Lifelong selenium intake may slow age-related cognitive decline

By Stephen Daniells

- Last updated on GMT

Related tags: Selenium, Epidemiology

Low levels of selenium throughout life have been linked to lower
cognitive function, says an epidemiological study based in China.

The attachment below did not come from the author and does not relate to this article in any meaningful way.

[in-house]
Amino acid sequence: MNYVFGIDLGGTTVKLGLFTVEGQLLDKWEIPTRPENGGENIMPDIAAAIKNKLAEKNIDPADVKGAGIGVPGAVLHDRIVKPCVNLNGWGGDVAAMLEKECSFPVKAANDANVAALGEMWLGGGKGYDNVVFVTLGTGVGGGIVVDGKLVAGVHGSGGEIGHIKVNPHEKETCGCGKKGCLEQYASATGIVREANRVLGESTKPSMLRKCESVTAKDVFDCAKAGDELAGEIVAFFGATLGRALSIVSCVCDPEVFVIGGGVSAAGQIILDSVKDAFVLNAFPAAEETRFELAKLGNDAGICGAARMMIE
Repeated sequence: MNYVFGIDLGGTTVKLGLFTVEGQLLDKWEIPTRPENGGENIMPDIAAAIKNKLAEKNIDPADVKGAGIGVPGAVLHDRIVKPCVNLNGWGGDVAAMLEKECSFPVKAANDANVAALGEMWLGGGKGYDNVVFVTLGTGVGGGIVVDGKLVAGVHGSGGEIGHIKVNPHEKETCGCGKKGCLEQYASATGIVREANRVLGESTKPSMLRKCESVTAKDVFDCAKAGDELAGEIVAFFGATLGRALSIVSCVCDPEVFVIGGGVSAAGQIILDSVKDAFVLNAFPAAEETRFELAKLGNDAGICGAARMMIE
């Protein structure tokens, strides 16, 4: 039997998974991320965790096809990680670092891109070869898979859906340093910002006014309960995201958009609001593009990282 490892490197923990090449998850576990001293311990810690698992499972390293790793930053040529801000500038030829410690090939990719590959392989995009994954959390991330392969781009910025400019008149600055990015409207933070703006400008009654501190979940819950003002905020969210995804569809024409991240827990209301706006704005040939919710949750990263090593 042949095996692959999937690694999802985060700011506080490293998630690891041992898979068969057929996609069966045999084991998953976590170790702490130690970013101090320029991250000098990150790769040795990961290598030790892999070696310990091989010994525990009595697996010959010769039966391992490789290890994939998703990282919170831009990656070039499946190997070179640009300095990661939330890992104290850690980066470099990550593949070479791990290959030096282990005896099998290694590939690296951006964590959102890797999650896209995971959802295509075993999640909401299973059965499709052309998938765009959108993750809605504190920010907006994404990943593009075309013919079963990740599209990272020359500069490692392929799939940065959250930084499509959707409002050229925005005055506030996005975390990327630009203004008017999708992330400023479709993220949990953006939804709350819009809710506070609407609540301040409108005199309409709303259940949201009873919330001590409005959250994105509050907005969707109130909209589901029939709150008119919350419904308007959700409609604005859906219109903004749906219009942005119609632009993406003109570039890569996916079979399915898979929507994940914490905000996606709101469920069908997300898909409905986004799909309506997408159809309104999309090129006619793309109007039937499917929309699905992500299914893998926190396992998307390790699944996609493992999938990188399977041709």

The epidemiological study, published in the current issue of the American Journal of Epidemiology​, could help further increase public awareness of a mineral already associated with reducing the risk of prostate and lung cancer, as well as boosting the immune system. Cognitive performance declines naturally with age, but the results of the longitudinal study suggest that this increased long-term selenium intake may slow this decline. "Selenium exposure, unlike other factors studied for Alzheimer's disease, is a factor that is easily modifiable by changing dietary habits or through supplements,"​ lead author Sujuan Gao from Indiana University told NutraIngredients.com. "Our current results provide evidence supporting long-term selenium as a protective agent against cognitive decline. A preventive measure on cognitive decline, even moderate, can have a significant impact on public health by reducing prevalent cases of cognitive impairment, thus reducing the cost of treating and caring for the impaired,"​ said Gao. "Most importantly, preventive measures for cognitive decline can prolong the state of healthy aging and maintain the quality of life for many elderly individuals."​ The results may also be important in Europe where selenium levels have been falling since the EU imposed levies on wheat imports from the US, where soil selenium levels are high. As a result, average intake of selenium in the UK has fallen from 60 to 34 micrograms per day, leading to calls from some to enrich soil and fertilizers with selenium to boost public consumption. The European recommended daily intake (RDI) is 65 micrograms. Two thousand elderly Chinese people (average age 72, 54 per cent female) were recruited for the study. Over 70 per cent of the study participants had lived in the same village all their lives. Mental function was assessed using a battery of tests, including the Community Screening Instrument for Dementia (CSID), the Consortium to Establish a Registry for Alzheimer's Disease (CERAD) Word List Learning Test, the CERAD World List Recall Test, the Indiana University Story Recall Test, the Animal Fluency Test, and the Indiana University Token Test. A validated food frequency questionnaire (FFQ) was completed to assess selenium intake from foods such as grains, vegetables, seafood, nuts, fruit, oil, and meat. Nail and blood samples were taken to measure selenium levels of the population, and the population divided into five groups (quintiles) depending on nail selenium levels. "In this cross-sectional survey of cognitive function in rural elderly Chinese, we found that decreasing selenium levels measured in nail sample are associated with lower cognitive scores when controlling for age, gender, education, body mass index, and ApoE status,"​ wrote Gao. "The effect of the lowest selenium quintile [0.232 micrograms per gram or less] compared with the highest quintile [at least 0.553 micrograms per gram] on the CSID score is equivalent to an increase of 10 years in age in this cohort."​ The researchers said that the importance of lifelong selenium intake may be important, with studies having shown that the areas of the brain that take the longest to mature are the same as those that show early signs of Alzheimer's. "This suggests that long-term exposure to selenium may be needed to impact brain function later in life,"​ they said. They also noted that the brain's unique way of metabolizing selenium may make it difficult for short-term interventions to impact in long-term brain function. The research echoes that of a recent study by scientists from the University of Montpellier in France who reported cognitive decline was associated with decreases of plasma selenium over time for the 1389 older subjects aged between 60 and 71 at the start of the study (Epidemiology​, Volume 18, Pages 52-58). Alzheimer's is the most common form of dementia and currently affects over 13 million people worldwide. The direct and indirect cost of Alzheimer care is over $100 bn (€ 81 bn) in the US alone. The direct cost of Alzheimer care in the UK was estimated at £15 bn (€ 22 bn). By the year 2047, the prevalence of Alzheimer's disease (AD) is expected to quadruple. Source: American Journal of Epidemiology​ Published on-line ahead of print, doi:10.1093/aje/kwk073 "Selenium Level and Cognitive Function in Rural Elderly Chinese"​ Authors: S. Gao, Y. Jin, K.S. Hall, C. Liang, F.W. Unverzagt, R. Ji, J.R. Murrell, J. Cao, J. Shen, F. Ma, J. Matesan, B. Ying, Y. Cheng, J. Bian, P. Li and H.C. Hendrie

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